Watch this space from July 2, 2017.
Watch this space from July 2, 2017.
How to Love One Another: Affirm, Share, and Serve
Most of us are familiar with the “one another” commands of the New Testament. In the study guide for Gospel in Life: Grace Changes Everything, Tim Keller offers a helpful taxonomy under the categories of affirming one another, sharing with one another, and serving one another. These form, he says, “nine ‘community-building practices’—specific behaviors that build Christian community.”
This was one of the most popular videos in Wintering Well 2015, it ties in nicely.
Excerpt from Three lessons on loving one another by Jonathan Parnell
Know the New Commandment
The instruction and example from Jesus now becomes a bona fide commandment — a new commandment (John 13:34).
The meaning behind our serving one another is our love for one another. The church loves one another, even in ways deeper than flesh-and-blood family.
This has to be true for my family to make it. Years ago, in a move from one school to another, my wife and I relocated our growing family based on Jesus’s words in Mark 3:35: “Whoever does the will of God, he is my brother and sister and mother.” We left a loyal home-base that had loved us for years — not to mention an endless supply of free babysitting — to come to a community we didn’t really know. All we did know was that they followed Jesus, and if what Jesus says is true, we would be okay. More practical than anything else I’ve experienced, Jesus’s words have been true. We live where we do primarily because the family of Jesus is a group that loves one another.
And when this happens, Jesus says all people will know that we’re his. Our love for one another is a witness to our identity as the redeemed sons and daughters of God. This is such a brainteaser for those of us who have put a lot of thought into the mission and structure of the local church. So often we tend to think of in-reach and outreach as two different arms of the church, both extending in opposite directions, doing their own thing; but then Jesus comes and says one can’t exist without the other. A church that is “missional,” and wants to make Jesus known in their community, must be a church that loves one another. And a church that is intentional about loving one another can’t help but be a church that makes Jesus known. That’s the way it works.
And that’s how we live together as the church in this world: we go against the grain of societal expectations, we help one another when it hurts, and we love one another to represent our King.
…add to your…brotherly kindness love. —2 Peter 1:5, 7
by Oswald Chambers
Love is an indefinite thing to most of us; we don’t know what we mean when we talk about love. Love is the loftiest preference of one person for another, and spiritually Jesus demands that this sovereign preference be for Himself (see Luke 14:26). Initially, when “the love of God has been poured out in our hearts by the Holy Spirit” (Romans 5:5), it is easy to put Jesus first. But then we must practice the things mentioned in 2 Peter 1 to see them worked out in our lives.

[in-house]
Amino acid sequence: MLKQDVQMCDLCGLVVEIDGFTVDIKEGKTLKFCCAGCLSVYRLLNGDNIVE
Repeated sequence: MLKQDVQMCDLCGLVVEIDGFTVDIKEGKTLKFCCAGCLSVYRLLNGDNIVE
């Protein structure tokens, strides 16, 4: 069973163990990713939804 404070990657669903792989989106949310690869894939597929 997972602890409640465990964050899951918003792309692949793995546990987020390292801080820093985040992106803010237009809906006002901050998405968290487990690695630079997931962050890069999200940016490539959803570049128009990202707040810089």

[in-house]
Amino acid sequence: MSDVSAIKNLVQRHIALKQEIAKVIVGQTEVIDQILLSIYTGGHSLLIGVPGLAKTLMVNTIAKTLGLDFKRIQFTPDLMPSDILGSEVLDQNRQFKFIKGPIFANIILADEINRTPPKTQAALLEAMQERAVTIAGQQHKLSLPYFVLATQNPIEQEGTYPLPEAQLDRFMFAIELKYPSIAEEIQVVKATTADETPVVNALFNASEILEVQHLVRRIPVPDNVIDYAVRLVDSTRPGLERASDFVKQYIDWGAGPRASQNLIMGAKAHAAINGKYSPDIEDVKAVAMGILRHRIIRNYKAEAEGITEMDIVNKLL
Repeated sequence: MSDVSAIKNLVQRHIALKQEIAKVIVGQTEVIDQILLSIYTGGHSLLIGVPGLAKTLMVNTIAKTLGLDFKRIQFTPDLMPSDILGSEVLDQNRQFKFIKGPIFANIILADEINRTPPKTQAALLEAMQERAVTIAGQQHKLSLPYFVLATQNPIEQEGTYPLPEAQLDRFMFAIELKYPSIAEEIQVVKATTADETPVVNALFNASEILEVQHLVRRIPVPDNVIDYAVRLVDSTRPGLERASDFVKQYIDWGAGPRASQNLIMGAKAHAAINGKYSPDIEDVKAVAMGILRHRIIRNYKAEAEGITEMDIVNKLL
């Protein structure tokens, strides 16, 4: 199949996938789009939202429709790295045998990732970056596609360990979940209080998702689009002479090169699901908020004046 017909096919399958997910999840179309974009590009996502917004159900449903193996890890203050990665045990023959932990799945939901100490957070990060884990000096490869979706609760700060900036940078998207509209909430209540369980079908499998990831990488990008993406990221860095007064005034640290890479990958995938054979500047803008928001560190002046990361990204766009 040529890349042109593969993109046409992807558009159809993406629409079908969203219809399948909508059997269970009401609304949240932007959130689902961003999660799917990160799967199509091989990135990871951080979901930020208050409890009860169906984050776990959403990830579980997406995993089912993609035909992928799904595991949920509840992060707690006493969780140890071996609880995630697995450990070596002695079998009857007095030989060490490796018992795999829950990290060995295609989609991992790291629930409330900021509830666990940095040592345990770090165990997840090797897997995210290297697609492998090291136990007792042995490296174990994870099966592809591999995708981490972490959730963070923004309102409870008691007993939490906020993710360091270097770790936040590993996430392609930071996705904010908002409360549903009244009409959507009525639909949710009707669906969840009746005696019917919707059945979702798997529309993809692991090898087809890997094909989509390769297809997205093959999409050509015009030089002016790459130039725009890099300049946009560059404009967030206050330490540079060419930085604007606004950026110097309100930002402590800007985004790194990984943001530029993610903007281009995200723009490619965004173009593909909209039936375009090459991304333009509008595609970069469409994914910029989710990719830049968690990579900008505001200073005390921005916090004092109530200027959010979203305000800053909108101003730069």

The first thing God does is forcibly remove any insincerity, pride, and vanity from my life. And the Holy Spirit reveals to me that God loved me not because I was lovable, but because it was His nature to do so. Now He commands me to show the same love to others by saying, “…love one another as I have loved you” (John 15:12). He is saying, “I will bring a number of people around you whom you cannot respect, but you must exhibit My love to them, just as I have exhibited it to you.” This kind of love is not a patronizing love for the unlovable— it is His love, and it will not be evidenced in us overnight. Some of us may have tried to force it, but we were soon tired and frustrated.
“The Lord…is longsuffering toward us, not willing that any should perish…” (2 Peter 3:9). I should look within and remember how wonderfully He has dealt with me. The knowledge that God has loved me beyond all limits will compel me to go into the world to love others in the same way. I may get irritated because I have to live with an unusually difficult person. But just think how disagreeable I have been with God! Am I prepared to be identified so closely with the Lord Jesus that His life and His sweetness will be continually poured out through Me? Neither natural love nor God’s divine love will remain and grow in me unless it is nurtured. Love is spontaneous, but it has to be maintained through discipline.
WISDOM FROM OSWALD CHAMBERS
“I have chosen you” (John 15:16). Keep that note of greatness in your creed. It is not that you have got God, but that He has got you. My Utmost for His Highest, October 25, 837 R
God is Love.
Quote from Glennon Doyle Melton in her book – Carry On, Warrior.
Romans 13:8 Owe nothing to anyone—except for your obligation to love one another. If you love your neighbor, you will fulfill the requirements of God’s law.
Ephesians 4:2 Always be humble and gentle. Be patient with each other, making allowance for each other’s faults because of your love.
John 3:16 For this is how God loved the world: He gave[a] his one and only Son, so that everyone who believes in him will not perish but have eternal life.
Jesus is our example.
John 13:34-35 So now I am giving you a new commandment: Love each other. Just as I have loved you, you should love each other. 35 Your love for one another will prove to the world that you are my disciples.”
1 John 3:16 We know what real love is because Jesus gave up his life for us. So we also ought to give up our lives for our brothers and sisters.